Association for Behavior Analysis International

The Association for Behavior Analysis International® (ABAI) is a nonprofit membership organization with the mission to contribute to the well-being of society by developing, enhancing, and supporting the growth and vitality of the science of behavior analysis through research, education, and practice.

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11th International Conference; Dublin, Ireland; 2022

Event Details


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Paper Session #38
Error Correction and Toilet Training
Friday, September 2, 2022
2:00 PM–2:25 PM
Meeting Level 1; Liffey Meeting 2
Area: AUT
Chair: Ofelia M. Flores (Simon Fraser University)
 
A Comparison of Two Error Correction Procedures: Clinical Application and Findings
Domain: Applied Research
SARAH FATTAL (Love ABA), KONSTANTINOS RIZOS (Forest Bridge School), Marlizanne Gouws (Forest Bridge School), Sophie Meyer (Forest Bridge School)
 
Abstract: A substantial body of research compares various types of error correction procedures (e.g., Cariveau & Montilla 2018). The present study examined the effects of two different error correction procedures: a variation of the 4-Step Correction Procedure (aka, MPSR - Modeling, Prompts, Switch, Repeat Backstepping) and the prompt-as-a-consequence procedure. One female and three male students (13-15 years old) diagnosed with autism spectrum disorder participated in the study. All four were classmates in a special education school. The participants were introduced over a school term to novel stimuli that required receptive identification. A reversal design with two different sequences (ABCA and ACBA) was used for the purposes of this study. Interobserver agreement and procedure fidelity data were collected for 16% and 11% of the treatment sessions with a mean agreement of 99% and an overall adherence of 98%, respectively. The results showed that a higher number of targets met, a lower number of trials to criterion, and a higher accuracy of responding was achieved by the participants when exposed to the MPSR variation and suggest that this error correction procedure may be better suited for learners that belong to a population similar to the participants.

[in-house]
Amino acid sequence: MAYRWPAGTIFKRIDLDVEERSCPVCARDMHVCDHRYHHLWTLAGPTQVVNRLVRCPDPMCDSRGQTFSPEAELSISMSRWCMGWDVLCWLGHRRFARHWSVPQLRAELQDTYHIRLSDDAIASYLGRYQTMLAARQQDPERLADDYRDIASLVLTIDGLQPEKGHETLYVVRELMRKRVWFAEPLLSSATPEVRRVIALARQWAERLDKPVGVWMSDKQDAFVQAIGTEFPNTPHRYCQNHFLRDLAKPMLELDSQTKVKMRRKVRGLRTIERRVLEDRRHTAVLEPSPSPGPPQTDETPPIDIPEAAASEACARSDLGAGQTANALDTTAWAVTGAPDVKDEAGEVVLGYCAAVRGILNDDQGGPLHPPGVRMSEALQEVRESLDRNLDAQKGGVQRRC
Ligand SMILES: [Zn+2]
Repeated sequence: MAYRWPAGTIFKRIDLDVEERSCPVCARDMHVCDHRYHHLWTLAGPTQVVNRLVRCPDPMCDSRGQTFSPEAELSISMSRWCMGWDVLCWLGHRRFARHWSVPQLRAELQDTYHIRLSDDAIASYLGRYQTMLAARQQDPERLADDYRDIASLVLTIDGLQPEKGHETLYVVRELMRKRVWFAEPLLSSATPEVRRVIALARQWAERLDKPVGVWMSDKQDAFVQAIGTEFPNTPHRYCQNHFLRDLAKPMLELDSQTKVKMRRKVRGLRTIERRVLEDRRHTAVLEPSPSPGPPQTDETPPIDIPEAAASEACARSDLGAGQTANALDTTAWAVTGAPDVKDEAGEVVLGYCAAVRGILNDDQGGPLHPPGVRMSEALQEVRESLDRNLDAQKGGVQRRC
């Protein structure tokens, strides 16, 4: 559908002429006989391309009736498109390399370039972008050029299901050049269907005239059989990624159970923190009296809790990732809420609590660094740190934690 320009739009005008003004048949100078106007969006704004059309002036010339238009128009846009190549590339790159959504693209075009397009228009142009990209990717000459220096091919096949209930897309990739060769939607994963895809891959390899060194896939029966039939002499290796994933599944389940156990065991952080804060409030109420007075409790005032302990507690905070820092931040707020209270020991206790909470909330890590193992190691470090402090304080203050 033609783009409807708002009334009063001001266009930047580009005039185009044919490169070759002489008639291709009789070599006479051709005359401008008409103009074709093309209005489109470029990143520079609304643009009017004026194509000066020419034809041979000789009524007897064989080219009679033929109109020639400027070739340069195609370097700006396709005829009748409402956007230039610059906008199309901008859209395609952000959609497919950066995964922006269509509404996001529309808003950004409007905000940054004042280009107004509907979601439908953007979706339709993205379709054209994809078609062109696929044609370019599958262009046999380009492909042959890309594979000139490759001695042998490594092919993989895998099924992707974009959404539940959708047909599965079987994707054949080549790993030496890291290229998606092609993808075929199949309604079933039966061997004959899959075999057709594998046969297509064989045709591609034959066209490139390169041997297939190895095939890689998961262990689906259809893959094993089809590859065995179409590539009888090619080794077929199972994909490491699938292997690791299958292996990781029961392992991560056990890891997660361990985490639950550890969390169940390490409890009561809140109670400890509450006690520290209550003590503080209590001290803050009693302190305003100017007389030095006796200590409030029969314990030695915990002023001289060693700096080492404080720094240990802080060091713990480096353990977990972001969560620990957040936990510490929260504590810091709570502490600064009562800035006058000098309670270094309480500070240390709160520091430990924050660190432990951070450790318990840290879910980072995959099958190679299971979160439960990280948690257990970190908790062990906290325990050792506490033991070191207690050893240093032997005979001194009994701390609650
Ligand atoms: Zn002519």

Toilet Training for Individuals With Exceptional Needs

Domain: Applied Research
OFELIA M. FLORES (Simon Fraser University)
 
Abstract:

Humans at birth are endowed with 2 efficient sphincter reflexes that provide an effective system of discharging bodily waste. When sufficient water or faecal matter accumulates the muscles relax and waste is expelled. The process is a natural part of human functions. However, it is socially expected that children control their bladder before entering kindergarten. Urinary continence in typical children is achieved with little parental effort before the fourth birthday. Typical children in the USA may have less than 4 urination daytime accidents per week just before the third birthday. The definition of this criterion implies that a child is on their way to becoming competent in this critical self-care skill. Underdeveloped continence may lead to inadequate hygiene, stigmatization, and impoverished quality of life. In a clinic setting, I implemented an intensive toilet training protocol based on the principles of Applied Behaviour Analysis for 4 kindergarten learners with a diagnosis of Autism who were wearing diapers 24/7. Parents' attempts to toilet train their children had been unsuccessful. The protocol involved hydration to ensure an increased number of opportunities for urinations and scheduled trips to the toilet. Three students achieved mastery criteria and one student completed their training at home. Parents received training and the skill generalized to home and into community settings

 
 

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